NORML deputy director Paul Armentano issued a statement denouncing the actions of Noem and other state officials aiming to overturn the will of the voters.
“The will of the voters is clear,” he said. “They want a legal marijuana marketplace and they want patients to be able to access medical cannabis. These cynical efforts to undermine and delay the enactment of these voter-approved measures is an affront to the very constituents that these lawmakers are in office to serve.”
Meanwhile, the Mississippi Supreme Court has agreed to hear a challenge to the state’s voter-approved medical marijuana initiative, which passed in November over a competing measure submitted by the Legislature. In total, 68% of Mississippi voters approved the legalization of medical marijuana. Nearly three-quarters of voters — 73.7% — favored the citizen-led initiative over the Legislature’s watered-down version. The lawsuit, filed by the Republican mayor of Madison — now in her 10th term after first being elected in 1981 — is based on a technicality, arguing that the initiative should never have been on the ballot in the first place because the state’s initiative process is outdated. According to the state constitution, petitioners must gather an equal number of signatures from its five congressional districts, which is no longer possible since the state dropped to just four districts following the 2000 census. The Supreme Court was scheduled to hear the case in April.
4. Cannabis M&A transactions increase from 2020
Although mergers and acquisitions in the cannabis space are up from last year at this time, M&A activity remains sluggish, according to the Viridian Cannabis Deal Tracker. As of mid-February, 18 transactions had been recorded, the second lowest total since Viridian began tracking M&A activity, behind 2020’s 12 in the same period.
However, several large deals were completed recently.
Illinois-based Cresco Labs continues to grow, purchasing four Verdant Creations dispensaries in Ohio. These acquisitions give Cresco five dispensaries in Ohio, the maximum allowed. Cresco Labs is one of the largest vertically integrated, multistate cannabis operators in the United States and the country’s largest wholesaler of branded cannabis products. Cresco now has 15 production facilities, 29 retail licenses and owns 20 dispensaries across nine states.
Loyalty marketing company springbig in February purchased BudTender, a Canadian-based customer experience platform that experienced 800% year-over-year store growth and 1,200% year-over-year revenue growth in 2020. Through the acquisition, BudTender will add more than 200 clients to springbig’s existing customer base, increasing its market share to more than 1,900 retail partners across the U.S. and Canada.
Eteros Technologies, owner of Mobius Trimmer, has acquired California-based Triminator, maker of harvesting equipment for cannabis growers. The acquisition provides the Canada-based Eteros Technologies with a broader product range and increased access to the U.S. market. Financial details were not disclosed. According to the company, the Mobius and Triminator product lines combine to form the world’s largest manufacturer of cannabis and hemp harvesting and processing equipment.
In late January, cannabis retail point-of-sale marketing and loyalty company DataOwl was acquired by Fyllo, a leader in digital marketing and compliance solutions for highly regulated industries. DataOwl’s marketing and loyalty solutions are in more than 320 cannabis retailers across 25 states as well as Puerto Rico and Jamaica. DataOwl’s AI-powered retail solutions will be integrated into Fyllo’s Compliance Cloud, creating the industry’s first end-to-end, brand-safe marketing platform, allowing cannabis brands to target consumers at every level.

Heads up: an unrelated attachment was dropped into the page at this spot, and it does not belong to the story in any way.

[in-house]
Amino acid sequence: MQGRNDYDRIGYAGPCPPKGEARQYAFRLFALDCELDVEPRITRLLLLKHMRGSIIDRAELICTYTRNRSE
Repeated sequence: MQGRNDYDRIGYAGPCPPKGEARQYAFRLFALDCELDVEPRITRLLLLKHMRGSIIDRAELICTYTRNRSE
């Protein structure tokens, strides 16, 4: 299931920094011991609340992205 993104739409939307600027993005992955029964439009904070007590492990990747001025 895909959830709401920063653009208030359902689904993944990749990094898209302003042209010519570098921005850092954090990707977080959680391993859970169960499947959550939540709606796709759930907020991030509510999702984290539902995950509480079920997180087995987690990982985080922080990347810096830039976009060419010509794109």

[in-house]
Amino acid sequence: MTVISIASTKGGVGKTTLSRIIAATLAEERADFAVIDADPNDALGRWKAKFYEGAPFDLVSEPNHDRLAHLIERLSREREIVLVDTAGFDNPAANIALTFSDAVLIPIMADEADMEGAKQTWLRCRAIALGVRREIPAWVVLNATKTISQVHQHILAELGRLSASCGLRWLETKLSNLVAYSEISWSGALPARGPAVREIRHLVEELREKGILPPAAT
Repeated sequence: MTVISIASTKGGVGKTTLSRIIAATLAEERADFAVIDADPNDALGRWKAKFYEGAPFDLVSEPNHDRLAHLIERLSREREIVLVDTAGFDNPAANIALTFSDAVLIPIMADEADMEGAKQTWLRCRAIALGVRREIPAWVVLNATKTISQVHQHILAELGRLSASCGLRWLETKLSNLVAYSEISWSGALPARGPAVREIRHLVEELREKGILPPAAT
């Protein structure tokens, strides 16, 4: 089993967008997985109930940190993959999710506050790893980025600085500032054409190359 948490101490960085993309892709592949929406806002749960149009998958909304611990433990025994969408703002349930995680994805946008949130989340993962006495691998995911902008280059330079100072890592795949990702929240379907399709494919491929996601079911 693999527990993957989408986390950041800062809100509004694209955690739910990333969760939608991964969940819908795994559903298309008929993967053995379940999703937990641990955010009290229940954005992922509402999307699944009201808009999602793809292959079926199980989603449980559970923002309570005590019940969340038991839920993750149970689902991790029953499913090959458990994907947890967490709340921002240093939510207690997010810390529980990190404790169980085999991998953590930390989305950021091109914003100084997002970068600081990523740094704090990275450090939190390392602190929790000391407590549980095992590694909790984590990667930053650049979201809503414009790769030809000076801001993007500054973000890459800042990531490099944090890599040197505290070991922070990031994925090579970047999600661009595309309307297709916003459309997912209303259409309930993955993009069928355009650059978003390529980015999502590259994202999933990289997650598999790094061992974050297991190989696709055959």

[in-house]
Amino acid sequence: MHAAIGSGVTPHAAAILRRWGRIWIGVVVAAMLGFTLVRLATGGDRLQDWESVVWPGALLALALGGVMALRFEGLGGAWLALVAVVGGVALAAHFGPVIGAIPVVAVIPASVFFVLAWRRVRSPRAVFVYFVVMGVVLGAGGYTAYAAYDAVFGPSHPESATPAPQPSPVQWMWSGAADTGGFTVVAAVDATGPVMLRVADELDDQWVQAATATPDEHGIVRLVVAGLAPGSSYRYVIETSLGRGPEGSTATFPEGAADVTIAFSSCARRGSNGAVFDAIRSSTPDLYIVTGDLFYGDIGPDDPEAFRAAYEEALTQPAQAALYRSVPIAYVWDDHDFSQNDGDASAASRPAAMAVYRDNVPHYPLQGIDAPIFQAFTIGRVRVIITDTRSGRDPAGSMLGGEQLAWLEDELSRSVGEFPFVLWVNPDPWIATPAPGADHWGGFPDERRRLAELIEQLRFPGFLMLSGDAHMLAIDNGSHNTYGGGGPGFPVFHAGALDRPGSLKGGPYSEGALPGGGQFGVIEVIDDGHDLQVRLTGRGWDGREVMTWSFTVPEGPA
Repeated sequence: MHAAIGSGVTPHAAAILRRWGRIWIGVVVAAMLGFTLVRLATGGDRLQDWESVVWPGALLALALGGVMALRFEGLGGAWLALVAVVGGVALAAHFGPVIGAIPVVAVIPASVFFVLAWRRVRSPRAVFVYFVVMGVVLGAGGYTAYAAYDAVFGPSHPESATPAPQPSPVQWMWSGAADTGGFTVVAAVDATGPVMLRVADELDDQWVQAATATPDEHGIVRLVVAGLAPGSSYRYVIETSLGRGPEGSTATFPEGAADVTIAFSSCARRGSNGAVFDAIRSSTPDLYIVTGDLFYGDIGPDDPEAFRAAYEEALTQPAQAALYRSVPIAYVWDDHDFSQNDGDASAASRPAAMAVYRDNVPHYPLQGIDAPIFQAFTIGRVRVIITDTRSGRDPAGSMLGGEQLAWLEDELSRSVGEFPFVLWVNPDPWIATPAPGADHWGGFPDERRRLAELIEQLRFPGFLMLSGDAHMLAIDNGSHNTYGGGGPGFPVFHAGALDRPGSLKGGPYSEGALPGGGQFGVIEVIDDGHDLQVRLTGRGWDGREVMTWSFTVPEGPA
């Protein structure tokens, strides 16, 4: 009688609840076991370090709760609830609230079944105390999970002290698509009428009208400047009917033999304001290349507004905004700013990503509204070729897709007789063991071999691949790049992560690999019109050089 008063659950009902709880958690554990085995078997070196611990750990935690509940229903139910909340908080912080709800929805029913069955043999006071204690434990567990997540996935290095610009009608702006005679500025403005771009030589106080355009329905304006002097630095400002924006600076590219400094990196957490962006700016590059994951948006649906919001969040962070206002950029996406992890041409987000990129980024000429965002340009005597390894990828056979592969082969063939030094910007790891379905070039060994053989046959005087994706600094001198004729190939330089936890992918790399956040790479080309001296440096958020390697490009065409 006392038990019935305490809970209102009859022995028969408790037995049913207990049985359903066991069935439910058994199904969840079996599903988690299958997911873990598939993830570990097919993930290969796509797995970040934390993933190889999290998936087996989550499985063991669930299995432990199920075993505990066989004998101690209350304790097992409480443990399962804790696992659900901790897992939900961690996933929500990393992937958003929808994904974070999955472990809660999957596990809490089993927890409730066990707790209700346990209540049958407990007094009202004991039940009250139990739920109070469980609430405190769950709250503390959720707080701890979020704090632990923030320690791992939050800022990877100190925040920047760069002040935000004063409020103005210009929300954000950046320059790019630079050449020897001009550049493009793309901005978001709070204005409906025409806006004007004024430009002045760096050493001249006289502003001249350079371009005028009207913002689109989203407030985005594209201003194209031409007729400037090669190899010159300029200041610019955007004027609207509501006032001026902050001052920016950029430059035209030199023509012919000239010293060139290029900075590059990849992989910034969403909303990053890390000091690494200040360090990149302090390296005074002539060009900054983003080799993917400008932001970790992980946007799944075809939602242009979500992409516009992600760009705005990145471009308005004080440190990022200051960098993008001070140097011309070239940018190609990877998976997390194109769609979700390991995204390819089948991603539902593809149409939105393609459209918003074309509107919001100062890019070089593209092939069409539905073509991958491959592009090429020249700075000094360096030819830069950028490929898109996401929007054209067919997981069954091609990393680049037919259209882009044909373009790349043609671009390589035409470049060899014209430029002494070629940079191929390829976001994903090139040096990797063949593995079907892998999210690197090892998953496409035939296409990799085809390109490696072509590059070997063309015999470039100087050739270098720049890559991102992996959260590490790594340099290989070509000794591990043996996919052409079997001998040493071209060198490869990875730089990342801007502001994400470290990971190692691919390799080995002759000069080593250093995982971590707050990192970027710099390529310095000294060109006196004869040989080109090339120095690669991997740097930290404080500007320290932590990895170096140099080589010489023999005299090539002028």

Finally, Verano Holdings, one of the largest private multi-state operators in the country, announced the closing of its reverse takeover of Majesta Minerals Inc., which will lead to Verano becoming a publicly traded equity on the Canadian Stock Exchange under the symbol VRNO. Verano also announced the closing of its merger with AltMed LLC and affiliated operations, which has a footprint in Arizona and Florida. The combined entity will have operations spanning 14 states with 54 operational retail locations.
5. New study shows counties with more cannabis stores see fewer opioid deaths
A study recently published in a medical trade journal shows a link between counties that increased the number of marijuana retail stores to a reduction in opioid-related deaths.
Counties that went from one dispensary to two saw an estimated 17% reduction in all opioid-related mortality rates, while counties that went from two dispensaries to three saw an additional 8.5% reduction.
The study, announced in The BMJ, a weekly, peer-reviewed medical trade journal published by the British Medical Association, showed an even higher reduction in deaths from synthetic opioids, like fentanyl, with an estimated 21% reduction in mortality rates associated with an increase from one to two dispensaries.
“If consumers use cannabis and opioids for pain management, increasing the supply of legal cannabis might have implications for fentanyl demand and opioid related mortality rates overall,” it states, adding that its conclusion “holds for both medical and recreational dispensaries.”
The study was co-authored by Balázs Kovács, Ph.D., of Yale University School of Management, and Greta Hsu, Ph.D., of University of California Davis Graduate School of Management. It used U.S. mortality data from the Centers for Disease Control and Prevention combined with U.S. Census data and information from Weedmaps about storefront dispensary operations across 812 counties in the United States in the 23 states that allowed legal forms of cannabis dispensaries to operate by the end of 2017.